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From the outside this tiny mobile home looks like it could barely function as a dog house, but inside designer Paul Elkins has created a fully-functional home.
Built entirely from scrap materials, the micro-shelter includes a bed, clothes storage and a kitchen with spice rack, butane stove, counter, three storage bins and a sink.
The single bed can be customised into a lounge chair by lifting the left floor hatch down and the right one up.
And a neatly-tucked-away cool box can be used as a fridge, while storage drawers house other food products.
There is even an acrylic bubble window so guests can enjoy a view of the stars while being completely protected from the elements.
However, if the thought of being closed in makes you feel a little uncomfortable, the dome wall can be opened up for ventilation.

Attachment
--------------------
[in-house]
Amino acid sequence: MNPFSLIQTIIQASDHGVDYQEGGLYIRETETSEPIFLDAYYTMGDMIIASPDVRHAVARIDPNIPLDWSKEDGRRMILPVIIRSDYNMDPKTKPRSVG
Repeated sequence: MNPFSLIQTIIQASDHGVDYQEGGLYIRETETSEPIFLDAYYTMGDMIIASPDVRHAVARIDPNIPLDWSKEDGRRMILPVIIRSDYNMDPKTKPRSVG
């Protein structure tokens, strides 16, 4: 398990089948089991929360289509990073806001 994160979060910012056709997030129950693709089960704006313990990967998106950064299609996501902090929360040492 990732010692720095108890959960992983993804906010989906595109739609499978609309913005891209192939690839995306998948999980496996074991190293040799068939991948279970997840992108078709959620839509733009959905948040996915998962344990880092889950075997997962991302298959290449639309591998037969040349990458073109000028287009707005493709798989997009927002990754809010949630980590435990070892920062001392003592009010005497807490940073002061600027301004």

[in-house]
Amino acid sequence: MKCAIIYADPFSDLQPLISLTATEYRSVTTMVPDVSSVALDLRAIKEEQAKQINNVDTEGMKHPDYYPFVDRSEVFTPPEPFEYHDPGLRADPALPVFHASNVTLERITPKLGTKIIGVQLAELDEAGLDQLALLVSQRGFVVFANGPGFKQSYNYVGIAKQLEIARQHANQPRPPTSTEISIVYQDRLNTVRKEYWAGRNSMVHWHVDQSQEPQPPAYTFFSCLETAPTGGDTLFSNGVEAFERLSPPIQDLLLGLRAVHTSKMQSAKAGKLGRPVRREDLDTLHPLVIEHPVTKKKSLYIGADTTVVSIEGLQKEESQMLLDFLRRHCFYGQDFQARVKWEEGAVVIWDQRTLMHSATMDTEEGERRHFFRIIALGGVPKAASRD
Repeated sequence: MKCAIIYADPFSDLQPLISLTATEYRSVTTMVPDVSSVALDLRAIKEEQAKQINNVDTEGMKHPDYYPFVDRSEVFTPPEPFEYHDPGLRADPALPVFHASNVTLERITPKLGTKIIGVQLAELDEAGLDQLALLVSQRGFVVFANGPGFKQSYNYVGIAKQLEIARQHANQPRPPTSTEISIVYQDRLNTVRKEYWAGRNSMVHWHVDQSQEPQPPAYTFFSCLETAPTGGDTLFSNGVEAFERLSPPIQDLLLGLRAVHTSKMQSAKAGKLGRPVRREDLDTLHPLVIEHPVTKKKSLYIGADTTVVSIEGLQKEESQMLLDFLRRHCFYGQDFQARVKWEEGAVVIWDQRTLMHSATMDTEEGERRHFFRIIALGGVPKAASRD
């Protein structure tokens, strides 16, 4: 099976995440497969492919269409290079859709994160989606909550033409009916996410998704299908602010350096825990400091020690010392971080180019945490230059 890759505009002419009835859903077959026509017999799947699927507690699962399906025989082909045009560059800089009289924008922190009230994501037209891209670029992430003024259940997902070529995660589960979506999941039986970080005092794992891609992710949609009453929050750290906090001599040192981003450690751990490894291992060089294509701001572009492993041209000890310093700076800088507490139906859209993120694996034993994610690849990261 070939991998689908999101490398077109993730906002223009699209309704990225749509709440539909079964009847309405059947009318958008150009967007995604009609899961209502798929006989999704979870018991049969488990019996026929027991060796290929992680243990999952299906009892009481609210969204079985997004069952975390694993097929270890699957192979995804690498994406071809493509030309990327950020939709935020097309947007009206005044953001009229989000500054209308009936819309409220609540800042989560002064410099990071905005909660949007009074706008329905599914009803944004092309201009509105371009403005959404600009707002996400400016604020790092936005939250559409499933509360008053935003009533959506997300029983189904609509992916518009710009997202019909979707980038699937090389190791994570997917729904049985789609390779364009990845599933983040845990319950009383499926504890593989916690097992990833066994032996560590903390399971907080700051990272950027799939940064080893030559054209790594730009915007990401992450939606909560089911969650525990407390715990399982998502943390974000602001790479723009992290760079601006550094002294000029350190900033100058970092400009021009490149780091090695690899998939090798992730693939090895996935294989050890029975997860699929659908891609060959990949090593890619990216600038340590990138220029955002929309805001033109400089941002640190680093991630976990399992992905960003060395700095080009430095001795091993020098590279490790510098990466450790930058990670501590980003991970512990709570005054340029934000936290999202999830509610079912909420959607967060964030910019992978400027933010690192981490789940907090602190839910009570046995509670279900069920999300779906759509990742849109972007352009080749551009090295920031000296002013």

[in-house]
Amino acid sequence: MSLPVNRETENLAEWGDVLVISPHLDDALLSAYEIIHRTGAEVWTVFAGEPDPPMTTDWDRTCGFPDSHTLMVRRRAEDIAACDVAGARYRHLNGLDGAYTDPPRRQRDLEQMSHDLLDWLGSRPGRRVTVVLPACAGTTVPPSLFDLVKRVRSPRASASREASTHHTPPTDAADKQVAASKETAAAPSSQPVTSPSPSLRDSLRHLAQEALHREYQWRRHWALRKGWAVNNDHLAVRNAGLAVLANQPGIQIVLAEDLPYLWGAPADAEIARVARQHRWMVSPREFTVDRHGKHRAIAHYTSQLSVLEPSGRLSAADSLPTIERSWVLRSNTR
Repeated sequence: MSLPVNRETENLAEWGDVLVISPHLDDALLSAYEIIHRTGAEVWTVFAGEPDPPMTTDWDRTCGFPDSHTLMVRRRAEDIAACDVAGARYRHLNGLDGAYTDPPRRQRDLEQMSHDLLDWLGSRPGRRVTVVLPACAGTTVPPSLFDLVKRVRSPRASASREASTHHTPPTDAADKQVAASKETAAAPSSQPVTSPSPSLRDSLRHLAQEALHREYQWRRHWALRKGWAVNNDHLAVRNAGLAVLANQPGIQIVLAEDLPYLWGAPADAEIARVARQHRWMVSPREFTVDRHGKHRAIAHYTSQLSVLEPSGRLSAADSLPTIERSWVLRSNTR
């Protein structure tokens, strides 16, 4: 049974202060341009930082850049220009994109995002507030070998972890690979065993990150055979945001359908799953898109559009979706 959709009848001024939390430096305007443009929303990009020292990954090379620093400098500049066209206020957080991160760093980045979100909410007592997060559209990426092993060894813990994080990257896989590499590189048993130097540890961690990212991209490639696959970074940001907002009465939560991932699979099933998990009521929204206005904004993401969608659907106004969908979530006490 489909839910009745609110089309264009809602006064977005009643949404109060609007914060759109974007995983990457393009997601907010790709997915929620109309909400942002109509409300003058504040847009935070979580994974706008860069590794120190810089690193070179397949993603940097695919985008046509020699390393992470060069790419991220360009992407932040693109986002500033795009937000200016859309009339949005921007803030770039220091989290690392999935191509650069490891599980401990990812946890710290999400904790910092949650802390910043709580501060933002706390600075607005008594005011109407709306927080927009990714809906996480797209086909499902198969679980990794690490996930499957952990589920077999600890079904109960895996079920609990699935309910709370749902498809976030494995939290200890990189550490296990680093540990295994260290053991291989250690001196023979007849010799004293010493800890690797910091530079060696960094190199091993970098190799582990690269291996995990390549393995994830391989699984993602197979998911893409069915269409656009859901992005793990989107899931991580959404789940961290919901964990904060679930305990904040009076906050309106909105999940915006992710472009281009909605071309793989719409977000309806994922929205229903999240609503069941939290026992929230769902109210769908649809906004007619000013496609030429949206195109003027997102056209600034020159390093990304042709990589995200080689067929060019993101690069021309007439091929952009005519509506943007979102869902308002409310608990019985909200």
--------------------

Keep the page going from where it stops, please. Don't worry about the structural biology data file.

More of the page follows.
The nifty camper even has a toilet and solar-powered water system – meaning hot showers are possible.
And if you're green fingered you'll be pleased to note there is a window box, which can be planted up with herbs or flowers.
Paul's 7st creation is so light it can be pulled along by bike, which suits the travel buff who is always on the move.
"The idea is that with a little bit of money you can put something together and travel around the country," said the American inventor.
He originally created the bicycle camper for Burningman Art Festival. The idea hatched from the theme for that year, which was "hopes and fears of the future".
"My thoughts at the time were fixated on the news warning of a potential bird flu epidemic," he said.
"This was an attempt to show how one might live in a nomadic post apocalyptic life situation."
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